Turkey: U.S. Troops Should Wear ISIS and Boko Haram Flags on Their Uniforms
Turkey's foreign minister slammed American troops' decision to wear YPG insignia, saying they should wear the Islamic State next.
Turkish officials are so furious that American special forces troops accompanying Kurdish militants in Syria are wearing their partners' insignia on their uniforms that Ankara's top diplomat suggested Friday that U.S. soldiers add Islamic State flags to their sleeves next.
Turkish officials are so furious that American special forces troops accompanying Kurdish militants in Syria are wearing their partners’ insignia on their uniforms that Ankara’s top diplomat suggested Friday that U.S. soldiers add Islamic State flags to their sleeves next.
Speaking at a press conference in Antalya, Turkish Foreign Minister Mevlut Cavusoglu said that “wearing an insignia of a terrorist organization by U.S. soldiers, who are our ally and are assertive about fighting against terrorism, is unacceptable.”
“Our suggestion to them is that they should also wear Daesh, al-Nusra, and al Qaeda insignias during their operations in other regions of Syria,” Cavusoglu said, using an alternative name for the Islamic State. “They can also wear the Boko Haram insignia when they go to Africa.”
Turkey believes the U.S.-backed Kurdish People’s Protection Unit, or the YPG, is an armed wing of the Kurdistan Workers’ Party, or PKK, which both Ankara and Washington have labeled as a terrorist organization. But the United States supports the YPG, claiming it is Washington’s best chance of beating back Islamic State militants in Syria. The photos that emerged Thursday show U.S. commandos on patrol in the village of Fatisah, near the Islamic State’s stronghold in Raqqa, wearing YPG insignia on their sleeves. Cavusoglu said Friday that the YPG is responsible for two recent bombings in Ankara that left dozens dead.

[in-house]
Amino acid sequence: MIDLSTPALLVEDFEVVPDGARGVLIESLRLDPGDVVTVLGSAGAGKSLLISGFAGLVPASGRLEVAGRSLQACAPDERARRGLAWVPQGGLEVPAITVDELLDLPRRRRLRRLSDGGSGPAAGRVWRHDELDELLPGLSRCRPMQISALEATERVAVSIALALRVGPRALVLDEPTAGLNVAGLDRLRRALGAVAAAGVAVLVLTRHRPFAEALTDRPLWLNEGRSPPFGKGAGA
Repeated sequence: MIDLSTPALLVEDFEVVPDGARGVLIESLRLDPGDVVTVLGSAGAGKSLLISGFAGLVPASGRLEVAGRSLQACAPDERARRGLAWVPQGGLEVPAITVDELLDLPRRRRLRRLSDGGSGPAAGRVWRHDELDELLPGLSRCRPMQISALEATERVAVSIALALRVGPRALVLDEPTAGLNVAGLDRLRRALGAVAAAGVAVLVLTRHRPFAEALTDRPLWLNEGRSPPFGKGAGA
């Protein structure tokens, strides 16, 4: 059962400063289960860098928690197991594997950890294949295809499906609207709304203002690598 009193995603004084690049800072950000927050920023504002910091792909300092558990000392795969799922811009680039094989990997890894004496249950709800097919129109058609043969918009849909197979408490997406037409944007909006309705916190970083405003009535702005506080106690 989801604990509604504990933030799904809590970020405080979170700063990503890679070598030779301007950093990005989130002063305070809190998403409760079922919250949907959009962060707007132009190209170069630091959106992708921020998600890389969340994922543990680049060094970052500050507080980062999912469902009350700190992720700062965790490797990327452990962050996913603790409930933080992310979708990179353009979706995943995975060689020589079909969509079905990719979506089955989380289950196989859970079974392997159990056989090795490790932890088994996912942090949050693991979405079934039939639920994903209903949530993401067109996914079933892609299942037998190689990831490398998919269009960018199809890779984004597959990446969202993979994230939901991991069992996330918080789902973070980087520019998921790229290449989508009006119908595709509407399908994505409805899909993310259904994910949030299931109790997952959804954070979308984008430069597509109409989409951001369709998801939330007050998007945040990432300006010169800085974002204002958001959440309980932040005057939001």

After the photos were released, Maj. Tiffany Bowens, spokesperson for U.S. Special Forces Command in the Middle East, told Foreign Policy in an email that “this practice is officially against uniform regulations,” but “U.S. Special Operations Forces and their counterparts typically swap unit patches as a method to build trust.” The patch swap is intended to signal cooperation, and has been “employed in Afghanistan, Iraq, and Jordan,” she said. “This is a tactical decision and not a reflection of U.S. government policy.”
She would not specifically elaborate on what the American forces are doing on the ground.
Photo Credit: DELIL SOULEIMAN/AFP/Getty Images
More from Foreign Policy
At Long Last, the Foreign Service Gets the Netflix Treatment
Keri Russell gets Drexel furniture but no Senate confirmation hearing.
How Macron Is Blocking EU Strategy on Russia and China
As a strategic consensus emerges in Europe, France is in the way.
What the Bush-Obama China Memos Reveal
Newly declassified documents contain important lessons for U.S. China policy.
Russia’s Boom Business Goes Bust
Moscow’s arms exports have fallen to levels not seen since the Soviet Union’s collapse.